Eight activity zones are identified in gold stars along the 1/2-mile Green Street Loop (in green) at Yesler Terrace.

Eight activity zones are identified in gold stars along the 1/2-mile Green Street Loop (in green) at Yesler Terrace.

Activity stations contain fitness equipment such as Kompan's Complete Body Toner.

Activity stations contain fitness equipment such as Kompan's Complete Body Toner.

In addition to enhanced pedestrian amenities, larger trees and public art along the Loop, there are 8 "activity zones," each with at least one fitness station and a bench. The activity zones are equally distributed along the Loop, and the fitness equipment at each zone was selected to accommodate a range of ages and skill levels to make it easier for everyone to engage in healthy activity. From pull up bars to sit up benches to free runners, the activities provided offer a complete workout and encourage circulating around the neighborhood. 

The Loop was not only designed for physical health, but also to encourage a vibrant public realm that promotes economic development, increases safety by inviting more eyes on the street and breaks the cycle of social isolation that can beset recent immigrants and the elderly. Also arrayed around the Loop and throughout Yesler Terrace's streets are "pause places," which provide space to pull off the main path of travel to sit, lean, park a bike, wait for public transportation or catch one’s breath while navigating the steep terrain. Pause places are smaller than the activity zones, but are offered more frequently - approximately every 100 feet - on both sides of the street.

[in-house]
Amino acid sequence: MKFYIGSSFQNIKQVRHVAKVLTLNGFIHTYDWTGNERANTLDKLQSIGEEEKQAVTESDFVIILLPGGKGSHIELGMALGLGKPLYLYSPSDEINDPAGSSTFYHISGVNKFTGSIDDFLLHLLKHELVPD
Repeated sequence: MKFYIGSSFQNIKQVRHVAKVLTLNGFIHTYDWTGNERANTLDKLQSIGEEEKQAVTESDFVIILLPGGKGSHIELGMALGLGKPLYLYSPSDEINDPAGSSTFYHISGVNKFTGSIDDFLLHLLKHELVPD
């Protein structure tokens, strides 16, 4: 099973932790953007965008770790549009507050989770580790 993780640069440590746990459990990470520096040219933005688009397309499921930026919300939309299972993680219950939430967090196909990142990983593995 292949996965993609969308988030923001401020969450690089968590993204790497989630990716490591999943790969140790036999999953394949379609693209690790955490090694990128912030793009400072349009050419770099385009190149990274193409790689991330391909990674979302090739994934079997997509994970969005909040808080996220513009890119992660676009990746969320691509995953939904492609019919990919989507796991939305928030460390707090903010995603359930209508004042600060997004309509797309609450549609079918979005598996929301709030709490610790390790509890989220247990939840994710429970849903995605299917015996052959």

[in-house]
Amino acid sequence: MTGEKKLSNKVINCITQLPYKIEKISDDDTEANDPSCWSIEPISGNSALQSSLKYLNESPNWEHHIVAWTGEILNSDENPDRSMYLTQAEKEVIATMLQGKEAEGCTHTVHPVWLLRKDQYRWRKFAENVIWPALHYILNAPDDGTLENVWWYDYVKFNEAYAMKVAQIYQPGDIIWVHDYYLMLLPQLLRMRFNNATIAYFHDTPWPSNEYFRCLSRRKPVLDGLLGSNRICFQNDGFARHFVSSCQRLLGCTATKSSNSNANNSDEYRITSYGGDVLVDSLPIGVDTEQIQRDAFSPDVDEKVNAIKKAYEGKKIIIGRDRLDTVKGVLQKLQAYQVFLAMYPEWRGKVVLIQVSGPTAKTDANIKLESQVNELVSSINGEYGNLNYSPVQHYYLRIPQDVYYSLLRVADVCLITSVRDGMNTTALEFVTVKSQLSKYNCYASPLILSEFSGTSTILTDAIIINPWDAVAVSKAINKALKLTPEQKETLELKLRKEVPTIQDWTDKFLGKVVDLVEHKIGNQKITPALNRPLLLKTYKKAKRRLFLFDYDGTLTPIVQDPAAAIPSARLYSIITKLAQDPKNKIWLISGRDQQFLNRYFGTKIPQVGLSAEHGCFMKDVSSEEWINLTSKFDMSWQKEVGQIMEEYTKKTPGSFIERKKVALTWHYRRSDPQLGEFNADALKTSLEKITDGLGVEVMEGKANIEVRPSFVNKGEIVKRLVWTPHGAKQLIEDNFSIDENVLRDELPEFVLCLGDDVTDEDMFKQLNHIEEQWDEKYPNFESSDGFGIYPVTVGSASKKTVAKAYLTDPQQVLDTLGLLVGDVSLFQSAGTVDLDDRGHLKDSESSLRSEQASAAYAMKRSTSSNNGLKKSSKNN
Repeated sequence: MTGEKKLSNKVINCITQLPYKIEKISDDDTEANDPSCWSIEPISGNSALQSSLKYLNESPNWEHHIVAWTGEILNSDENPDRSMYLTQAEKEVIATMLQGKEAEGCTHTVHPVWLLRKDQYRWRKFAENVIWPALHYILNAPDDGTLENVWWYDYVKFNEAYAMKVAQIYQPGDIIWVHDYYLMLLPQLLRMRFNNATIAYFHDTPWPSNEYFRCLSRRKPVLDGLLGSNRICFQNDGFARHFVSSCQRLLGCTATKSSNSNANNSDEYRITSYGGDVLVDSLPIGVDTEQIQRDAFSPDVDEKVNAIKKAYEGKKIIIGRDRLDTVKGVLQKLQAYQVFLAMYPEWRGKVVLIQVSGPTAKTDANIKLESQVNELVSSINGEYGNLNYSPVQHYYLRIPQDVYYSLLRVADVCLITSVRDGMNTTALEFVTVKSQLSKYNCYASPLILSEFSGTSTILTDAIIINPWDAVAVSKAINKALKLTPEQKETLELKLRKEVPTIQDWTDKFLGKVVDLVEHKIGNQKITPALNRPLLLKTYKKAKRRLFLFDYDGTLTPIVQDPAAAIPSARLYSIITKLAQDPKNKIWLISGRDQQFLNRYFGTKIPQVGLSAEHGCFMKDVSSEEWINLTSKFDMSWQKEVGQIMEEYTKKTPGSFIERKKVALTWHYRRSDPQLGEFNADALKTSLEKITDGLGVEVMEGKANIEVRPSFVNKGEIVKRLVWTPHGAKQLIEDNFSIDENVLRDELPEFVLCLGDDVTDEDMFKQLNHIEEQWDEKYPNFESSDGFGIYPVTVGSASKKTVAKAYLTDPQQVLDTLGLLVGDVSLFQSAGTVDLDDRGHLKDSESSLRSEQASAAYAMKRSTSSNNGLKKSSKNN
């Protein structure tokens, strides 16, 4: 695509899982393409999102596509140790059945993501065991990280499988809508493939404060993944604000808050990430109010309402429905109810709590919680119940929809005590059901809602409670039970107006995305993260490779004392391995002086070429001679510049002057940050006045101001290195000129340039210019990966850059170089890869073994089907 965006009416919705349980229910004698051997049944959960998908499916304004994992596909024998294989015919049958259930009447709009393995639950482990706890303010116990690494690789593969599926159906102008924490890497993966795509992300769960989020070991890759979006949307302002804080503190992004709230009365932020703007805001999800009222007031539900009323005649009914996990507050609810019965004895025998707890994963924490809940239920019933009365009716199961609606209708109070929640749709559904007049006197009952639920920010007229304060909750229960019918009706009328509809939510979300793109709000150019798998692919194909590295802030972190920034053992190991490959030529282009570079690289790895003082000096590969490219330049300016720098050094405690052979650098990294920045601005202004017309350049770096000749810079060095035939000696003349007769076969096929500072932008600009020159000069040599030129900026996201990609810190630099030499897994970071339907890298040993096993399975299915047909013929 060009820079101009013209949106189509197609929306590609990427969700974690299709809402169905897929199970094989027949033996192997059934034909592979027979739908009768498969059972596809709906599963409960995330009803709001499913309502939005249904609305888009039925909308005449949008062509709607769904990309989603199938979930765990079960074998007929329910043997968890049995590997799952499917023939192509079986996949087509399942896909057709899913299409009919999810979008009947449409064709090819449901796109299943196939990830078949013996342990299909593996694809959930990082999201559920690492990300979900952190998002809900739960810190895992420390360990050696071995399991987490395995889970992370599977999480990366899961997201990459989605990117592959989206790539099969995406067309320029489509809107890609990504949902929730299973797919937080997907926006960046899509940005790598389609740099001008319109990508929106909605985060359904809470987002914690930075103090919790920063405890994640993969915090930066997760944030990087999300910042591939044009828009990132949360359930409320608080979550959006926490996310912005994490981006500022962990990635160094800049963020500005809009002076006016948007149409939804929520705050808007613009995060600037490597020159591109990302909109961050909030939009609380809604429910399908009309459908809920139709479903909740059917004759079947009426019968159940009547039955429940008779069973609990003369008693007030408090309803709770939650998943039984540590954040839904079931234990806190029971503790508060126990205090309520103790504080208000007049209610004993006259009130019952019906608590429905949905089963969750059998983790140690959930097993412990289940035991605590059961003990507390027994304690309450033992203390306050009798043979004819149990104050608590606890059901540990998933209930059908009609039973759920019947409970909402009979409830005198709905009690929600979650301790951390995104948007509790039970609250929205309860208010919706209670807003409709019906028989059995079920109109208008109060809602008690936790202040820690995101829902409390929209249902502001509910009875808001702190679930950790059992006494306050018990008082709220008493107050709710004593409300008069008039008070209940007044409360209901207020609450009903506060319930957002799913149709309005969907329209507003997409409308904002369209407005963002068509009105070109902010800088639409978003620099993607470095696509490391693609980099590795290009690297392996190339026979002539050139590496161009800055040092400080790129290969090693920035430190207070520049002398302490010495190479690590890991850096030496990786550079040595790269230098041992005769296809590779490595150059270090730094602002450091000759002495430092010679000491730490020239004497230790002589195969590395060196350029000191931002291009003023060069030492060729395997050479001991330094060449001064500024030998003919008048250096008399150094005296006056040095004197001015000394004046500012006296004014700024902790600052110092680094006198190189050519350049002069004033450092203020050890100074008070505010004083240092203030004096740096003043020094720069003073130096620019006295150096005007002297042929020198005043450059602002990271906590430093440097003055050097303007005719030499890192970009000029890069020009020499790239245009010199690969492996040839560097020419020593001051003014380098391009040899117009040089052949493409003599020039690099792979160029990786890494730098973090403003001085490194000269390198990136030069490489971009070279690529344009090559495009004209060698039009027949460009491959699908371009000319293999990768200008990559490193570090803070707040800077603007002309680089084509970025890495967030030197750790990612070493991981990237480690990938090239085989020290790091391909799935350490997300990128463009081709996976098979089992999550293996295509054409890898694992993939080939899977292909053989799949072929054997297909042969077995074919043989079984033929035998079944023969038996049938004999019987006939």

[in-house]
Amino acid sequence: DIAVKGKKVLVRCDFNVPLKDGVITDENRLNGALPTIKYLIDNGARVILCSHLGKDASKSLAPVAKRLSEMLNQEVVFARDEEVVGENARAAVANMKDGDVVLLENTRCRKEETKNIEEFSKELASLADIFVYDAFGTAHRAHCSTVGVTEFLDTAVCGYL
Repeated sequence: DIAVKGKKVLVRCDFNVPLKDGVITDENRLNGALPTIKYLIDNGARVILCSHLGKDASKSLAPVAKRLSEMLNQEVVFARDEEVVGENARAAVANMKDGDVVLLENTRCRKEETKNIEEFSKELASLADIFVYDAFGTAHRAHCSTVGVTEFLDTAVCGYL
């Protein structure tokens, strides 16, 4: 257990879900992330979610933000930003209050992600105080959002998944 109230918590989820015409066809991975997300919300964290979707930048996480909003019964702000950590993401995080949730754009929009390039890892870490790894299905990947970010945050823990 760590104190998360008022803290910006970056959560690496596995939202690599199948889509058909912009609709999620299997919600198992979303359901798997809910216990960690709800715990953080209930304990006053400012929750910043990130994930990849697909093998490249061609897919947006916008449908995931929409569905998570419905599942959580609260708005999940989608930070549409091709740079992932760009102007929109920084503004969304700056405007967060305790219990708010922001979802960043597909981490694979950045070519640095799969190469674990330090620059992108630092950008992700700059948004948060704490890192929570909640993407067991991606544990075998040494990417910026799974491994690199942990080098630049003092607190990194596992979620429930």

Creating a public realm that promotes physical activity will not only serve Yesler Terrace residents. Creating a socially and physically active streetscape could prove a powerful prescription for public health practitioners as our nation searches for ways to make preventative health care a daily part of our lives.

Alley Enterprise Zones